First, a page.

N2 - Marine shales of the Lower Cambrian Qiongzhusi and Lower Silurian Longmaxi formations are extensively distributed in the Yangtze Platform. Detailed depositional and tectonic analyses and regional mapping indicated that the organic-rich Qiongzhusi-equivalent shale was deposited in an intra-shelf low-slope environment in a passive margin setting. The Longmaxi-equivalent shale was mainly deposited in a widely-distributed intra-shelf low setting in the Upper and Middle Yangtze, and in a distal foredeep area away from clastic dilution in the Lower Yangtze Platform. The transgressive and early highstand system tracts in both Qiongzhusi and Longmaxi shales produced the best-quality shale reservoirs, with high total organic matter (TOC) content (>2%) and high quartz content (>45%). Tectonics has substantial effects on coeval deposition of organic-rich shale and its hydrocarbon accumulation and production. Later tectonism deformed the shales and disrupted early shale gas accumulation. Recent shale gas resource exploration and geologic analysis suggested that the high rate of shale gas production is due to overpressured marine shale reservoirs with high TOC and high gas content in the tectonically-stable area. Shale gas production occurred at reduced rates in slightly underpressured shale reservoirs with lower gas content in the syncline of the tectonically-transitional area deformed by three tectonic movements. There was no gas production from shales in the tectonically-active area disrupted by at least four tectonic movements and complex faults. The results of this analysis indicate that local tectonically-stable areas in the Middle and Lower Yangtze platforms may have shale gas accumulation and production potential.

AB - Marine shales of the Lower Cambrian Qiongzhusi and Lower Silurian Longmaxi formations are extensively distributed in the Yangtze Platform. Detailed depositional and tectonic analyses and regional mapping indicated that the organic-rich Qiongzhusi-equivalent shale was deposited in an intra-shelf low-slope environment in a passive margin setting. The Longmaxi-equivalent shale was mainly deposited in a widely-distributed intra-shelf low setting in the Upper and Middle Yangtze, and in a distal foredeep area away from clastic dilution in the Lower Yangtze Platform. The transgressive and early highstand system tracts in both Qiongzhusi and Longmaxi shales produced the best-quality shale reservoirs, with high total organic matter (TOC) content (>2%) and high quartz content (>45%). Tectonics has substantial effects on coeval deposition of organic-rich shale and its hydrocarbon accumulation and production. Later tectonism deformed the shales and disrupted early shale gas accumulation. Recent shale gas resource exploration and geologic analysis suggested that the high rate of shale gas production is due to overpressured marine shale reservoirs with high TOC and high gas content in the tectonically-stable area. Shale gas production occurred at reduced rates in slightly underpressured shale reservoirs with lower gas content in the syncline of the tectonically-transitional area deformed by three tectonic movements. There was no gas production from shales in the tectonically-active area disrupted by at least four tectonic movements and complex faults. The results of this analysis indicate that local tectonically-stable areas in the Middle and Lower Yangtze platforms may have shale gas accumulation and production potential.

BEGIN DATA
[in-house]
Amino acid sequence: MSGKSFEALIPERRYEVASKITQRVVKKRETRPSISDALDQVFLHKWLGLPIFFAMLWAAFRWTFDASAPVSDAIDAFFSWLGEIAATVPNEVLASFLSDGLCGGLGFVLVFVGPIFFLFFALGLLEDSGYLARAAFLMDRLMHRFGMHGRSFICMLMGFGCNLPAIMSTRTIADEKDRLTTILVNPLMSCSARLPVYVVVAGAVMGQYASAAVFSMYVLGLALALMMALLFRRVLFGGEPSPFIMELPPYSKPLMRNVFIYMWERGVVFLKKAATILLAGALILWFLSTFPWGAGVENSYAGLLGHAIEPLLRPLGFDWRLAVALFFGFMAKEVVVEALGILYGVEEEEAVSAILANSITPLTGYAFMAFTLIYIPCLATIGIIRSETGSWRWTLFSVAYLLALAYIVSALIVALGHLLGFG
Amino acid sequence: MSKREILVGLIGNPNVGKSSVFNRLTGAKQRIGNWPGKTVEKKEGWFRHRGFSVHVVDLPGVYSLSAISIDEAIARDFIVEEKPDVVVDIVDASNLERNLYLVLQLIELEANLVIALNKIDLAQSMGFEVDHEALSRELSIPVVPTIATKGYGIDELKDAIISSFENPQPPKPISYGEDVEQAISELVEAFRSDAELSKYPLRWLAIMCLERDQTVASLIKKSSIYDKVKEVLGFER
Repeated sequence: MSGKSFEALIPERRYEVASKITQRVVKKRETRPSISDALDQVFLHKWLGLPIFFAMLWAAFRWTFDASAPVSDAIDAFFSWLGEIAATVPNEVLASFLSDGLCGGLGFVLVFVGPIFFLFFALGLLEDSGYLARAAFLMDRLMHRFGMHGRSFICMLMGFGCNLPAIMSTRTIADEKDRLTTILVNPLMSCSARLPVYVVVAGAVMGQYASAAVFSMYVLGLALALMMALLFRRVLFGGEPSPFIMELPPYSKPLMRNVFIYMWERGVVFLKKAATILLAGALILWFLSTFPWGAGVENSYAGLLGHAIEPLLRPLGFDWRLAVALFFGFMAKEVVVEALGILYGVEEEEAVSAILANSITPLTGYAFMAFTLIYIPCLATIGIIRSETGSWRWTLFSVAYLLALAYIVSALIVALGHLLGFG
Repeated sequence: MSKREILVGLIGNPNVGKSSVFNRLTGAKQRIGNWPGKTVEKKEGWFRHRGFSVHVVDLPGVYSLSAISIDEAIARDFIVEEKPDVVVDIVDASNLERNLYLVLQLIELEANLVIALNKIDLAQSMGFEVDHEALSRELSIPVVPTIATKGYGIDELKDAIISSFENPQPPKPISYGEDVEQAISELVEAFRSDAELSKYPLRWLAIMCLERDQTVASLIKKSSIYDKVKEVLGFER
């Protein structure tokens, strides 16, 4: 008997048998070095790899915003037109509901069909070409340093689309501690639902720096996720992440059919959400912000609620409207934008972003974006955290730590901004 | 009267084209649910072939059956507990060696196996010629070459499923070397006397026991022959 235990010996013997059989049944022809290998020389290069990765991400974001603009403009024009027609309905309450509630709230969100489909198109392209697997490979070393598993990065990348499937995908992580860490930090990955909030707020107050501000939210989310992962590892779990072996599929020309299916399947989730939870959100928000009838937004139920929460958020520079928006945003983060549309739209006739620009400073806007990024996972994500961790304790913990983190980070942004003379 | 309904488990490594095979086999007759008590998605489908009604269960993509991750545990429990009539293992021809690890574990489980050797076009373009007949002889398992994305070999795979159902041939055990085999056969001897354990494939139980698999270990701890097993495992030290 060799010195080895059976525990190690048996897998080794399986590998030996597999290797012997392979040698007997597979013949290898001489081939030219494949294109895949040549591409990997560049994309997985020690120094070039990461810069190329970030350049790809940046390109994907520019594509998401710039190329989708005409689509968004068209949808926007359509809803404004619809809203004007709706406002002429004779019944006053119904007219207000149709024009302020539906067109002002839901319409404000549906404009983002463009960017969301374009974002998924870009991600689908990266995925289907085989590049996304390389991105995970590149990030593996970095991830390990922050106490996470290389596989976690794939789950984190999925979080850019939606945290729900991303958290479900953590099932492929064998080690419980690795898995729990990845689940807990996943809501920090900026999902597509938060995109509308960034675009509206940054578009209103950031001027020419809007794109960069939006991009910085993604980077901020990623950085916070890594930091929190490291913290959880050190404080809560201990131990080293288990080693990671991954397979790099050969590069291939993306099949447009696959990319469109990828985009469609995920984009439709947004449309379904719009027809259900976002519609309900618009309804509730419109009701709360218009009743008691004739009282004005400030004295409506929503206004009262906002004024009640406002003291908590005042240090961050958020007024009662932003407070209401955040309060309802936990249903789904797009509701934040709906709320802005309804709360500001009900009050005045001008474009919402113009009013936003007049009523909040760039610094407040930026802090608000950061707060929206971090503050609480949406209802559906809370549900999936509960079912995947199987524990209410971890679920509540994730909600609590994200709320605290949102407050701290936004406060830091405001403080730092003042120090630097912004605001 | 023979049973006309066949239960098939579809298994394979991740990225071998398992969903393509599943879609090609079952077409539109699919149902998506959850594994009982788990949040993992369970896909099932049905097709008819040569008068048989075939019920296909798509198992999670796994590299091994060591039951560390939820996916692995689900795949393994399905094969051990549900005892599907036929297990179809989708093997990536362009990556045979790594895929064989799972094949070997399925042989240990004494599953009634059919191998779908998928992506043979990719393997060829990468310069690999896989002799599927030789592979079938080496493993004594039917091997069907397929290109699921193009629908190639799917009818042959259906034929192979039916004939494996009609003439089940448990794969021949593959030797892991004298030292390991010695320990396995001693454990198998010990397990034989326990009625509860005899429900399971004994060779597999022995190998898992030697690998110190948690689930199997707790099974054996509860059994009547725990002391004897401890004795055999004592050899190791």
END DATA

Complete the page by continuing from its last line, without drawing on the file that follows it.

KW - Depositional setting

KW - Marine shale

KW - Shale gas resource

KW - Tectonics

KW - Yangtze Platform

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DO - 10.1016/j.jseaes.2018.10.023

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JF - Journal of Asian Earth Sciences

SN - 1367-9120